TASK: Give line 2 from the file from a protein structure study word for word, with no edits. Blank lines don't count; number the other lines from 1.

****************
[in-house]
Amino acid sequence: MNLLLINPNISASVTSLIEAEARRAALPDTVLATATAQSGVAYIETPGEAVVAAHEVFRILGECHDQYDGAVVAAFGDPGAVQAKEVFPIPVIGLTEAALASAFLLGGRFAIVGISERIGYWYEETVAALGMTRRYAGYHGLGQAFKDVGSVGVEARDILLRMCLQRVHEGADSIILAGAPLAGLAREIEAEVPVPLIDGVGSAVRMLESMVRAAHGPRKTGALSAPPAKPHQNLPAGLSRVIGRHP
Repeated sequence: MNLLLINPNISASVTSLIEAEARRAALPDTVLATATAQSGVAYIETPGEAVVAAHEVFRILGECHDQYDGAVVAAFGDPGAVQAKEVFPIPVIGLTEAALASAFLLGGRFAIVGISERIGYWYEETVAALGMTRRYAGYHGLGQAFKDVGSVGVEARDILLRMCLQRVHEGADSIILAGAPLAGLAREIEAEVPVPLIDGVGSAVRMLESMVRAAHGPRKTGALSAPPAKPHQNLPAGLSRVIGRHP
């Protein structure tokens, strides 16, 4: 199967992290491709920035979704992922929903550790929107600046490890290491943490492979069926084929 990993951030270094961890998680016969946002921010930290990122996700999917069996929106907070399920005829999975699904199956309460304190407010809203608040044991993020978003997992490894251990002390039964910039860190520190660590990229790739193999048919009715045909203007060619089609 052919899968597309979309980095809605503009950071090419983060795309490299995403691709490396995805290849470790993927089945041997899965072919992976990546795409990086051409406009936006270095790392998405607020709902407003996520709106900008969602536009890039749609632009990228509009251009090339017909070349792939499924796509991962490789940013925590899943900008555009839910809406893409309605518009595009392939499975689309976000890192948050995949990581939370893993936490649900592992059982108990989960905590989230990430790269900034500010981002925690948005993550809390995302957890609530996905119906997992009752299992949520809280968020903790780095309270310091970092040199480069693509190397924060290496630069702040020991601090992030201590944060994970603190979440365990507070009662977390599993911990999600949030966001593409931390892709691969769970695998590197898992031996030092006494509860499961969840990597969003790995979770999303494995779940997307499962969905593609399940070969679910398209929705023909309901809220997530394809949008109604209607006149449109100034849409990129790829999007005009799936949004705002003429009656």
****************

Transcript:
Amino acid sequence: MNLLLINPNISASVTSLIEAEARRAALPDTVLATATAQSGVAYIETPGEAVVAAHEVFRILGECHDQYDGAVVAAFGDPGAVQAKEVFPIPVIGLTEAALASAFLLGGRFAIVGISERIGYWYEETVAALGMTRRYAGYHGLGQAFKDVGSVGVEARDILLRMCLQRVHEGADSIILAGAPLAGLAREIEAEVPVPLIDGVGSAVRMLESMVRAAHGPRKTGALSAPPAKPHQNLPAGLSRVIGRHP